"This is the best quarter for cod ever, with a total export value of over NOK 3 billion. Clipfish, salted fish and fresh whole cod in particular have experienced price increases - of 19, 12 and 7 per cent respectively. This is due to strong demand in our most important consumer markets, such as Portugal and Spain”, says Ingrid Kristine Pettersen, an analyst with the Norwegian Seafood Council.
Norway exported 21,500 tonnes of clipfish (dried and salted whitefish) with a value of NOK 943 million in the first quarter - a decrease of 3 percent in volume, but a 3 percent increase in value. Portugal, Brazil and the Dominican Republic were the main markets for clipfish in the first quarter.
"We see that especially cod clipfish enhances the value of the clipfish category. This is due to a sharp rise in prices, in particular, demand has remained strong for clipfish in Portugal. This price increase has been passed along to the consumer. At the same time, we have seen a slight decline in clipfish consumption in the home market in recent years. On the other hand, consumption figures suggest that total consumption (both domestic and abroad) has not fallen noticeably. It appears that the traditional dried and salted cut fish are more sensitive to price increases than frozen fish," says Johnny Thomassen, Director with the Norwegian Seafood Council's operations in Portugal.
Norway exported 8,700 tonnes of salted fish with a value of NOK 429 million in the first quarter. This is an increase in volume of 4 per cent, and an increase in value of 19 per cent. Portugal, Greece and Spain were the main markets for salted fish in the first quarter.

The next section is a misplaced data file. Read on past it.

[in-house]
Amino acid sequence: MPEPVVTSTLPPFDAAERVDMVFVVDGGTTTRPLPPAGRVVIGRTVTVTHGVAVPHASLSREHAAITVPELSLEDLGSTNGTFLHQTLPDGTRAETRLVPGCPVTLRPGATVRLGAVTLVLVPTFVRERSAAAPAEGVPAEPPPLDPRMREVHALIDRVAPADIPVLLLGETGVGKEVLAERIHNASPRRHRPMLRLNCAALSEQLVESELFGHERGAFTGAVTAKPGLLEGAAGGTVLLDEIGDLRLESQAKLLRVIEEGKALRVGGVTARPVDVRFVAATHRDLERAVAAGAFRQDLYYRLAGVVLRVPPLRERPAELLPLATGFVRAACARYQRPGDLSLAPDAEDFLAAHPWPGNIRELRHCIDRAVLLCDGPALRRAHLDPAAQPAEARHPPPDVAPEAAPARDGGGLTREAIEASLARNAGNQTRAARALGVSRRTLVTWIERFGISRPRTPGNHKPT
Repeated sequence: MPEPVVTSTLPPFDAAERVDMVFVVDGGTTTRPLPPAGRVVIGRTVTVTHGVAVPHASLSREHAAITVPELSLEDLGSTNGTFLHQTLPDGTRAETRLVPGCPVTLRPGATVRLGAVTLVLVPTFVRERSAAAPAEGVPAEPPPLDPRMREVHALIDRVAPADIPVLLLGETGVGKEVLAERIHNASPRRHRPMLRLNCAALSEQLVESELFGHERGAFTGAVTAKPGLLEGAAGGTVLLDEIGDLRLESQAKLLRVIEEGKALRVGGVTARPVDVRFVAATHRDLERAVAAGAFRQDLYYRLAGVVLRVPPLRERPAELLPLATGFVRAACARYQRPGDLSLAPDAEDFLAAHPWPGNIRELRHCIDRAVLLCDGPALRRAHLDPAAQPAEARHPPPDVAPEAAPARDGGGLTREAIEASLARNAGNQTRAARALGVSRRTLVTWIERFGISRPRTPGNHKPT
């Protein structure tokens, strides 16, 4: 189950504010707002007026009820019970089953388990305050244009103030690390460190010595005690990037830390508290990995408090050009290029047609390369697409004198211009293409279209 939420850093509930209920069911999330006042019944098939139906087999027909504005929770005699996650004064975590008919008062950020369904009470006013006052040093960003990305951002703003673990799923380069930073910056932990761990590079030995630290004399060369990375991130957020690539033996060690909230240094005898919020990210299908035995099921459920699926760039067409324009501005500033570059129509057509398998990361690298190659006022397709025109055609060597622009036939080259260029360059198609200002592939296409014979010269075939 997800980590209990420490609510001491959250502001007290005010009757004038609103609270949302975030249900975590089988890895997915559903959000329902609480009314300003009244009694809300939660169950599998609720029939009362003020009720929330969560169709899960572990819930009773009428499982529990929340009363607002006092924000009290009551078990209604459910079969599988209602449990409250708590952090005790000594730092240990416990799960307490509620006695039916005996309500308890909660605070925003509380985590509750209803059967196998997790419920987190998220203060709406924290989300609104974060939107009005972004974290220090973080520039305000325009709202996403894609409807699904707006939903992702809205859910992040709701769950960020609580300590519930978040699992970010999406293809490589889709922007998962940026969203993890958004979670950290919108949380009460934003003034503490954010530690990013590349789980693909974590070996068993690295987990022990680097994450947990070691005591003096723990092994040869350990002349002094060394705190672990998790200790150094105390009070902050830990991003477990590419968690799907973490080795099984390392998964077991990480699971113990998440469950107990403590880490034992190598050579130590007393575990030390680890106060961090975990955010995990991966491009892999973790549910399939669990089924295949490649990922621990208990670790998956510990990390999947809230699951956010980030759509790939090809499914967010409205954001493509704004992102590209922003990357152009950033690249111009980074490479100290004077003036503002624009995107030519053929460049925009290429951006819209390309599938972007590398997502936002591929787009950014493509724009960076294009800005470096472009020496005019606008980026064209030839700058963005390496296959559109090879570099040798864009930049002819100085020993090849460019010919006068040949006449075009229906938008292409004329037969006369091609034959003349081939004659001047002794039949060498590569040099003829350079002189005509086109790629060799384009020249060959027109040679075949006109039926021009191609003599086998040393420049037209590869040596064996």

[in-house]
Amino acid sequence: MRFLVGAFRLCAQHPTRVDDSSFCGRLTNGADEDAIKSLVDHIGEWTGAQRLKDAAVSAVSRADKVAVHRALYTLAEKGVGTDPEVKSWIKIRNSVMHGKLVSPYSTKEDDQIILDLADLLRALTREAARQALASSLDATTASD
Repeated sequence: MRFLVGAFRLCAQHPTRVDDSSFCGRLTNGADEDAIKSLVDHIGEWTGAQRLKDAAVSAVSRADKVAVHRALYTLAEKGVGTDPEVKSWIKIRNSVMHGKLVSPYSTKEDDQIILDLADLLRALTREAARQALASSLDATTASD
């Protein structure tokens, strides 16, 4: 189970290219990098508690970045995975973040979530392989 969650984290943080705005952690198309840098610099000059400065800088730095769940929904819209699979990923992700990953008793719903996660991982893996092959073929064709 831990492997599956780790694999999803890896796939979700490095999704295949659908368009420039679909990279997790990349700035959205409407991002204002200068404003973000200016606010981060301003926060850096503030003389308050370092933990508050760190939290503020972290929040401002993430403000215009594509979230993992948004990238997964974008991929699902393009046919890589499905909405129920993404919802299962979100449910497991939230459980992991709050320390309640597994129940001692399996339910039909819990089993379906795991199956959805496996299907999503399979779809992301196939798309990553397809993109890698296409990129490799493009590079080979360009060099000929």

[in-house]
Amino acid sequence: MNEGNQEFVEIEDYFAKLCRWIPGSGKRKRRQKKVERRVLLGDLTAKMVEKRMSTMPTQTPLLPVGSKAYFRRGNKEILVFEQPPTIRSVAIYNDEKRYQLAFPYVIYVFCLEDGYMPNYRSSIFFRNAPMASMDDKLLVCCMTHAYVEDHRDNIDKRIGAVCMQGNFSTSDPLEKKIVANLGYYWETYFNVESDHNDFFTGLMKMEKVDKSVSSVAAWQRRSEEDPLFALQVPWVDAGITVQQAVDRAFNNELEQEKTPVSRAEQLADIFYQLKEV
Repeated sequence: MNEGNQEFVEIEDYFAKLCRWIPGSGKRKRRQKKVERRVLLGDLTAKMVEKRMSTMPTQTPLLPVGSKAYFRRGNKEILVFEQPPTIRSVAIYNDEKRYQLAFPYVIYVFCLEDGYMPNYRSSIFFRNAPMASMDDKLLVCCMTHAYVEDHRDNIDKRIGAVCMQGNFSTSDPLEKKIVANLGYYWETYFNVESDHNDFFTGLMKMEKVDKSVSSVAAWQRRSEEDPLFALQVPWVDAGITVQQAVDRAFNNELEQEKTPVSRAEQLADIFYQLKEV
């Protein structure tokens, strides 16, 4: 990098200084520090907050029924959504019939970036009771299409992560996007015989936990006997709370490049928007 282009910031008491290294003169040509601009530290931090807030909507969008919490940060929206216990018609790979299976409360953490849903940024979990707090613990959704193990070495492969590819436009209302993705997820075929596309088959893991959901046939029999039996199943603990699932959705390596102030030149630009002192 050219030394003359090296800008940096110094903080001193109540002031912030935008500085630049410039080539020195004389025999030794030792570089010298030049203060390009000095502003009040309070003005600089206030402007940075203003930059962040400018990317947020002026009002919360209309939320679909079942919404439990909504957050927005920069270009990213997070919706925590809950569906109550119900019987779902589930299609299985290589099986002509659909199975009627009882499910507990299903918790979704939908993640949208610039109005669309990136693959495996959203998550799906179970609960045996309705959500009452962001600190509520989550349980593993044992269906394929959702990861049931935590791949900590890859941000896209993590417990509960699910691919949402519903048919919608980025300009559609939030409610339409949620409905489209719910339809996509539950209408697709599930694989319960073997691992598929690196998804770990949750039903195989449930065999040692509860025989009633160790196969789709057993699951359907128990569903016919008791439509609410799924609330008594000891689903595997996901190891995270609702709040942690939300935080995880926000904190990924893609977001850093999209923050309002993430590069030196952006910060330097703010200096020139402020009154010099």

Fresh cod exports, including skrei, amounted to 32,000 tonnes, worth NOK 1.1 billion, in the first quarter. This is a slight decrease in volume from last year, while export value has increased by NOK 42 million or 4 per cent. Of this, Skrei accounts for 4,300 tonnes, which is an increase of 3 per cent. Norway exported NOK 166 million in the first quarter. This is an increase of 9 per cent compared to the same period last year.
Norway exported 22,000 tonnes of frozen cod with a value of NOK 772 million in the first quarter. This is an increase in volume of 5 per cent, while export values increased by 13 per cent.
"Usually we see that the price of fresh whole cod and skrei declines in March, but this year the price has actually increased. Skrei volumes have also increased during the same period,” says Pettersen.
Short-lived salmon slump
Norway’s salmon exports increased by 6 percent to reach 246,000 tonnes, but the value fell by 1.5 percent to NOK 15.8 billion as the average price for fresh whole salmon fell from NOK 65.43 to NOK 61.11 per kg. Poland, France and the United States were the largest markets for Norwegian salmon in the first quarter.
Despite a poor Q1 for salmon, the outlook is relatively optimisitic.
"A strong growth in salmon prices in recent months means that we are optimistic about the further development of seafood exports for 2018. For example, the average price in November for fresh whole salmon was NOK 50.50 per kg. In March, this had risen to NOK 67.59 per kg. High campaign activity in large markets such as France, Britain and Italy in combination with a strong Euro has contributed to a price boost for salmon," said Paul T Aandahl, analyst with the Norwegian Seafood Council.
Meanwhile trout export volumes increased by 14 percent to reach 9,800 tonnes, but the value dropped by 6 percent to NOK 633 million. Belarus, the US and Poland were the largest markets.